by Rosanne Osborne
God created humans with an understanding of symbolism, so he gave Moses images to use to persuade Pharaoh. As a hedge against the faltering speech of Moses, he sent Aaron as mouthpiece and a deadly threat to the royal son. Moses was trained as a princely son with a sense of cultural understanding. He had never needed any mouthpiece, but a tragic mistake had left Moses on the wrong side of expected courtly speech, fatal loss of the favor of Pharaoh. Perhaps, he had always been Pharaoh’s less than true, doubtful, adopted grandson, never speaking authentically the speech learned from the daughter’s understanding, In fact, Pharaoh might not have known Moses existed, one of many courtly mouths. How could a man of state know each mouthpiece that roamed the halls, domain of Pharaoh? A shadow of time rendered Moses the phantom inheritance of the son saved through uncanny misunderstanding, a story that transcended usual speech. “Throw that staff on the ground.” God’s speech was clear. God had no need for a mouthpiece. Grabbing that snake increased understanding in Moses of the ways that the Pharaoh would interpret this act by Egypt’s Son, a run-of-the mill sorcerer Moses. God upped the ante when he told Moses to reach inside his coat, hand more than speech, it became the palm of a leprous son. Moses knew miracles to be his mouthpiece, a message loud and clear to the Pharaoh. God intended to increase understanding. What a story this son named Moses brought to our understanding of the speech of God’s holy mouthpiece to the Pharaoh!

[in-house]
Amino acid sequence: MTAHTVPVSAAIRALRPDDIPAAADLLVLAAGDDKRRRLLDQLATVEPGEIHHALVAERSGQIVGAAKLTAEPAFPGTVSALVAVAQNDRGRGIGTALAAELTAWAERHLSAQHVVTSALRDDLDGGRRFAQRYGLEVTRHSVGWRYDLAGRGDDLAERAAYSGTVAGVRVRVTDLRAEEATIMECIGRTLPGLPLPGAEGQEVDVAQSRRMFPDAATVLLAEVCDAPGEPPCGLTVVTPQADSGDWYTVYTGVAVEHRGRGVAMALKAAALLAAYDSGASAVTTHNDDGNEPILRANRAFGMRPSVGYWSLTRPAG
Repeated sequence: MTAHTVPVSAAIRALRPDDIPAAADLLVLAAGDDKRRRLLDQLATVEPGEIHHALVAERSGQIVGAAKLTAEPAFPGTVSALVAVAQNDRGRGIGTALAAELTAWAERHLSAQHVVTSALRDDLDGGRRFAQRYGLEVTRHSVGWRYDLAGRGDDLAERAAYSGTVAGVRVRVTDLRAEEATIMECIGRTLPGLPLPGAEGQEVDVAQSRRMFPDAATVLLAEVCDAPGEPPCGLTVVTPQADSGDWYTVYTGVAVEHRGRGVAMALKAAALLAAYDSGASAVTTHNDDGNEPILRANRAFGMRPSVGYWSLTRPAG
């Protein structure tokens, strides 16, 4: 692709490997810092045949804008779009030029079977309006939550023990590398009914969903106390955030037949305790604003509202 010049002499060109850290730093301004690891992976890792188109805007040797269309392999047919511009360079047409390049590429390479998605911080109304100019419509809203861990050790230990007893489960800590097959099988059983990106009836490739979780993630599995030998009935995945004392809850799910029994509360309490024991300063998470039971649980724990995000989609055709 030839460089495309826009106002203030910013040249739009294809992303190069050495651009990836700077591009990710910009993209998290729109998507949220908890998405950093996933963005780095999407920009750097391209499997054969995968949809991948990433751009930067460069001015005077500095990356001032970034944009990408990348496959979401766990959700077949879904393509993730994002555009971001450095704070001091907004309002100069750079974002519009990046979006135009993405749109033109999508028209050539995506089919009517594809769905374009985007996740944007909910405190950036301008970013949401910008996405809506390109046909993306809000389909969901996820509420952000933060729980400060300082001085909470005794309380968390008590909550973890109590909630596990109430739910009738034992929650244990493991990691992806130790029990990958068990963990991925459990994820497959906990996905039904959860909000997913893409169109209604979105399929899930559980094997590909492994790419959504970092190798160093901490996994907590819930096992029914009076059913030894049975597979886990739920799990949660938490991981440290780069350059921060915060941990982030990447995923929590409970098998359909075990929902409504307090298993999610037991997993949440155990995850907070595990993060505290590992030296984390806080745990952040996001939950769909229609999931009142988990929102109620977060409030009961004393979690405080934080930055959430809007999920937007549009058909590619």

An English professor, Methodist pastor, clarinetist, and poet, Rosanne Osborne holds the Ph.D. in English from the University of Alabama, the MFA from Spalding University, and the MRE and MDiv from New Orleans Baptist Theological Seminary. She grew up in Missouri but has lived most of her adult life in Louisiana. Her work has appeared in Tar River Poetry, Alabama Review, Christian Century, Ruminate, Thema, Penwood Review, and The Village Pariah.